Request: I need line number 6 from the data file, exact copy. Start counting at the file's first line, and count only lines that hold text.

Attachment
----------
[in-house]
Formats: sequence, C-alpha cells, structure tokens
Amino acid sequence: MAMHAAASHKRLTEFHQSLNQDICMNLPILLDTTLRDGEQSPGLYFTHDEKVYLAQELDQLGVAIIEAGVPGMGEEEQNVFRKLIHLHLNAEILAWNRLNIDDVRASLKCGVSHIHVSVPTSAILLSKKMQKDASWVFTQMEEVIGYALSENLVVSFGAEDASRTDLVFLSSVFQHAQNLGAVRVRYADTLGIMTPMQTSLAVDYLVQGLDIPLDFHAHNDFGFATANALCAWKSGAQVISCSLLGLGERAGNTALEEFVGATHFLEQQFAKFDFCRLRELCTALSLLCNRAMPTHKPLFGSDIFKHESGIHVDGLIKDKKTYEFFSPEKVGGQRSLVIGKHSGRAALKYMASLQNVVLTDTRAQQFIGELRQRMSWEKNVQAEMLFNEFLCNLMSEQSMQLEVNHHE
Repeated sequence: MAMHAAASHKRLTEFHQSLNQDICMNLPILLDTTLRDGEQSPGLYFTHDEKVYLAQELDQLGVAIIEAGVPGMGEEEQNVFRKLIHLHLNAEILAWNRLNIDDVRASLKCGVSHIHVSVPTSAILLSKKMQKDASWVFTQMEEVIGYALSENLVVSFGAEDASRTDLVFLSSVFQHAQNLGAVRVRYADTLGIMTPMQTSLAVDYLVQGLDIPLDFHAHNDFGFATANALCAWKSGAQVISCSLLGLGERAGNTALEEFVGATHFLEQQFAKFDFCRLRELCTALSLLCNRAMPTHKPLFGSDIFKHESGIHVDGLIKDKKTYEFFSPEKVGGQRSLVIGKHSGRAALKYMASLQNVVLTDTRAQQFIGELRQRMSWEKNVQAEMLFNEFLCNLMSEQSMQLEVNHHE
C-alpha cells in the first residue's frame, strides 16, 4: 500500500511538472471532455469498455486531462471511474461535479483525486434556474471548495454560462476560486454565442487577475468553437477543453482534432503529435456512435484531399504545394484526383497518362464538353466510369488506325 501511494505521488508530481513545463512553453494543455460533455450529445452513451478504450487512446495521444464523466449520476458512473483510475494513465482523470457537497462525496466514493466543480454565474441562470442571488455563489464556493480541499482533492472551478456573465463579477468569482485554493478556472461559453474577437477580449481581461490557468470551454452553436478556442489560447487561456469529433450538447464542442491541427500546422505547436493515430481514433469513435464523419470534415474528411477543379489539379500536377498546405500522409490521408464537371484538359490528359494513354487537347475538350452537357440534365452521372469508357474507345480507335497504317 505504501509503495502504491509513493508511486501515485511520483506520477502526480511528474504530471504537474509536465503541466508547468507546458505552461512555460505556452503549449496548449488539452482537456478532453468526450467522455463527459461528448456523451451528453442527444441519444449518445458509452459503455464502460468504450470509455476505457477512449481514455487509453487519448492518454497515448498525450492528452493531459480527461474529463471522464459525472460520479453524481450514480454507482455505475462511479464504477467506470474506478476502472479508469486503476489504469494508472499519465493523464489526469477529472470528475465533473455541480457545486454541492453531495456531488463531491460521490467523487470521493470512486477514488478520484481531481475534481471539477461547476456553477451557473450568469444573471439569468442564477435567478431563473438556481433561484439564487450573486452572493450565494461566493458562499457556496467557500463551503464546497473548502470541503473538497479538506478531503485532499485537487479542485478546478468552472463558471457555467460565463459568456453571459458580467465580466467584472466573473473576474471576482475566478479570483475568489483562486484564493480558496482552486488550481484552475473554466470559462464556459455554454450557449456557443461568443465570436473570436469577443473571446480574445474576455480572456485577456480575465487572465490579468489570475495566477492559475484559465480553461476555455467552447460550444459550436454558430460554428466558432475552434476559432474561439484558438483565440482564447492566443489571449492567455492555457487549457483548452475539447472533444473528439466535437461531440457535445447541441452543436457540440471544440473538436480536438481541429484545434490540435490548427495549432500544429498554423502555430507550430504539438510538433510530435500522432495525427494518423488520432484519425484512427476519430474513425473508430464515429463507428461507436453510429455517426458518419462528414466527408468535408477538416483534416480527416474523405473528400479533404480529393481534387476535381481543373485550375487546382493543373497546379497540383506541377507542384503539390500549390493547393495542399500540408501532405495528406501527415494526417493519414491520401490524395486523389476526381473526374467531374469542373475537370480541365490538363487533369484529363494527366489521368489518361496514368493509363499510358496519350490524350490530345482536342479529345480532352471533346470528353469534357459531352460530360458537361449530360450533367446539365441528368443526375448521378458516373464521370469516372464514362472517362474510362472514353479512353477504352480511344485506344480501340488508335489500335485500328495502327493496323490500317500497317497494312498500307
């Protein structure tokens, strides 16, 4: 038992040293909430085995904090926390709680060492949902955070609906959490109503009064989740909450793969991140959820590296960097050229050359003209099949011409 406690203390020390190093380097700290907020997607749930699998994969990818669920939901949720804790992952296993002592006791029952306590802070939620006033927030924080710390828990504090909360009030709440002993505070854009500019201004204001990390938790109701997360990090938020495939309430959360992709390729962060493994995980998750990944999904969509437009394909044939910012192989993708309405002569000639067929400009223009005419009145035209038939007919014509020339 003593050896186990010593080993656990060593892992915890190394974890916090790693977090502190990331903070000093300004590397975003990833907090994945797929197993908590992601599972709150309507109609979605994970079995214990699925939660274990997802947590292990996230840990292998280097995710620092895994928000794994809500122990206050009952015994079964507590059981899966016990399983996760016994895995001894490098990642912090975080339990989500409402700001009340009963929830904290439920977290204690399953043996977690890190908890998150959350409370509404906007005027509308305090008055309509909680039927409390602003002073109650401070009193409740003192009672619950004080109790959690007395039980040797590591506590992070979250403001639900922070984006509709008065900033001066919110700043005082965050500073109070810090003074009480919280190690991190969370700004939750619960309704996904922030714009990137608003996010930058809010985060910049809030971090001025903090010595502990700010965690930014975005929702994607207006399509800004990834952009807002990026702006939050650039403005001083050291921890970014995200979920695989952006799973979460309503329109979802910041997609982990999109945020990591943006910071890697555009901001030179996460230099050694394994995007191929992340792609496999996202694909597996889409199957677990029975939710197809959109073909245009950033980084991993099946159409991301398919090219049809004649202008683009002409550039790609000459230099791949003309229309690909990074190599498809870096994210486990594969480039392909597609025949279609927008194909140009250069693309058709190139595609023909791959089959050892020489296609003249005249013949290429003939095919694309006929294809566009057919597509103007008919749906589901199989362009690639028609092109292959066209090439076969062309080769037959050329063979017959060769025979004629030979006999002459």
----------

């Protein structure tokens, strides 16, 4: 038992040293909430085995904090926390709680060492949902955070609906959490109503009064989740909450793969991140959820590296960097050229050359003209099949011409 406690203390020390190093380097700290907020997607749930699998994969990818669920939901949720804790992952296993002592006791029952306590802070939620006033927030924080710390828990504090909360009030709440002993505070854009500019201004204001990390938790109701997360990090938020495939309430959360992709390729962060493994995980998750990944999904969509437009394909044939910012192989993708309405002569000639067929400009223009005419009145035209038939007919014509020339 003593050896186990010593080993656990060593892992915890190394974890916090790693977090502190990331903070000093300004590397975003990833907090994945797929197993908590992601599972709150309507109609979605994970079995214990699925939660274990997802947590292990996230840990292998280097995710620092895994928000794994809500122990206050009952015994079964507590059981899966016990399983996760016994895995001894490098990642912090975080339990989500409402700001009340009963929830904290439920977290204690399953043996977690890190908890998150959350409370509404906007005027509308305090008055309509909680039927409390602003002073109650401070009193409740003192009672619950004080109790959690007395039980040797590591506590992070979250403001639900922070984006509709008065900033001066919110700043005082965050500073109070810090003074009480919280190690991190969370700004939750619960309704996904922030714009990137608003996010930058809010985060910049809030971090001025903090010595502990700010965690930014975005929702994607207006399509800004990834952009807002990026702006939050650039403005001083050291921890970014995200979920695989952006799973979460309503329109979802910041997609982990999109945020990591943006910071890697555009901001030179996460230099050694394994995007191929992340792609496999996202694909597996889409199957677990029975939710197809959109073909245009950033980084991993099946159409991301398919090219049809004649202008683009002409550039790609000459230099791949003309229309690909990074190599498809870096994210486990594969480039392909597609025949279609927008194909140009250069693309058709190139595609023909791959089959050892020489296609003249005249013949290429003939095919694309006929294809566009057919597509103007008919749906589901199989362009690639028609092109292959066209090439076969062309080769037959050329063979017959060769025979004629030979006999002459």